Deputy Laesch connects resources, communicates with the health department through mandates
NILES — Berrien County Sheriff’s Department Deputy Kelly Laesch is no stranger to wearing multiple hats.
During the COVID-19 pandemic, it has shown. She has been ready to adapt to the changing needs of the community since the county’s state of emergency was declared in late March.
Laesch’s experience is extensive.
“I’ve worked the jail, worked the road, worked narcotics,” Laesch said. “Now, I’m in crime prevention so I’ve been a little bit of everywhere.”
Working in the Crime Prevention Department, she is a R.A.D. (Rape Aggression Defense) System officer. She works with Project Lifesaver and schools. She serves on the Buchanan Community School board, and she grew up in Buchanan. Her son is the fifth generation of her family to live in the Buchanan community.
Laesch is accustomed to doing a little bit of everything.
As the deputy in the department’s crime prevention office, Laesch’s schedule completely changed when COVID-19 mandates shut down the places that she would generally find herself. No longer working her usual circuits, Laesch has been finding herself working elsewhere in the county: at the Berrien County Health Department.
When the county announces a local state of emergency, the department enacts its state of emergency action center. With the current health crisis, the center took a different form than the center formed to handle the flooding Niles experienced in 2018.
“Every day we were talking and meeting,” Laesch said of the crisis team. “I am in charge of our Facebook page, and I would see all these messages we were getting when the executive orders would come out. We would get hit with messages, calls and confusion.”
With Undersheriff Chuck Heit busy with his responsibilities, working with the health department and its Joint Information Communication meetings getting messaging out to the public, Laesch was asked to wear yet another hat: liaison to the health department.
“The health department was getting a lot of calls too,” Laesch said. “They were still getting executive order questions, questions about who is essential and who is not essential — so they needed that law enforcement piece.”
Laesch took on the task.
“That’s our job: to enforce the laws coming down from the governor,” Laesch said. “It was just more understanding, guidance and education getting it back out there.”
In the Berrien County Health Department’s call center, Laesch often took the calls for and about senior citizens. She helped educate those that called in, and with the health department, put together information to distribute to the seniors living in areas where they might not have access to information they can understand.
“We put a flier together and got that information out,” Laesch said. “We had to educate at a third-grade level because some people cannot read. We got them all on the same page and got the basics down.”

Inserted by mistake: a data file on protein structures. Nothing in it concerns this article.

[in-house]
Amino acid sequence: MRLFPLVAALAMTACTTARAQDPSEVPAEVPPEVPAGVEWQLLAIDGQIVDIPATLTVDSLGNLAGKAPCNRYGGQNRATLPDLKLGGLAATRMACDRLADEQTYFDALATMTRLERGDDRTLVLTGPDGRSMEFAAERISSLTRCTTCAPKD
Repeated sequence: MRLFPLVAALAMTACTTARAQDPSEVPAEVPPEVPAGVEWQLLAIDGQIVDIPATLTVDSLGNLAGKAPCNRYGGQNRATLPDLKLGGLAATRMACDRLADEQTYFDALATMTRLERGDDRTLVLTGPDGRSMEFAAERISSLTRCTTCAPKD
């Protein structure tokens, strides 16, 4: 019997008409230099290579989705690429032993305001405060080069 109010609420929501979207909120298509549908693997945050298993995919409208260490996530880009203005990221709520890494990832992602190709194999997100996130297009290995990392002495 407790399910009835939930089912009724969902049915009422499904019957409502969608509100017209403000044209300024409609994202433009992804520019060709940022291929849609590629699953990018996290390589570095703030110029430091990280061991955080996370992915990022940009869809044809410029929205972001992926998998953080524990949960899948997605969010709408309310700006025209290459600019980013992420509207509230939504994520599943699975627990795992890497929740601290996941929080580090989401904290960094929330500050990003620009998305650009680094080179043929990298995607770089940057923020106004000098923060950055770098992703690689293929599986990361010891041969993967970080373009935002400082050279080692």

Laesch also helped distribute soap, toilet paper, face masks, shampoo, conditioner and other items of basic needs to people who did not have the funds or ability to get to the store to residents in a senior high rise in Benton Harbor.
Every day, as executive orders and guidance from governing authorities changed, Laesch was at the call center working alongside the health department to help address the questions pouring in from the community during each change.
Her experience as an officer gave her a unique ability to help talk to callers who might be experiencing anxiety and anger from their fears.
“Their anxiety increased,” Laesch said. As an officer, she has been through Crisis Intervention Training. “It’s like mental health first aid. Our CIT is for law enforcement.”
Armed with that knowledge and training, Laesch worked with Gretchen Carlson, supervisor of the Riverwood Center’s Jail Diversion.
“She’s amazing help,” Laesch said. “I called her and asked for her contact, and what to do to help people. At the health department we were getting a lot for stress, anxiety, mental health calls, and these aren’t even the people who were at Riverwood. It was just the general stress of the situation.”
Working through the calls, and addressing the concerns of those who had become mentally or emotionally overwhelmed, became a point where she was able to assist the most.
“It’s just average people who normally handle stuff, that aren’t handling it well,” Laesch said.
Laesch’s extensive work in the crime prevention department, and embedding into the health department with the call center, she could help begin connecting even more people to the information they needed.
As executive orders continue to shift, Laesch is working every day with the sheriff’s department to make sure people are getting the clarifications they need. With numbers of COVID-19 positives still rising, her concern is for safety.
“We are going into a busy holiday weekend,” Laesch said. “We want to emphasize social distancing. If you’re going to go out, try to just do it with your household.”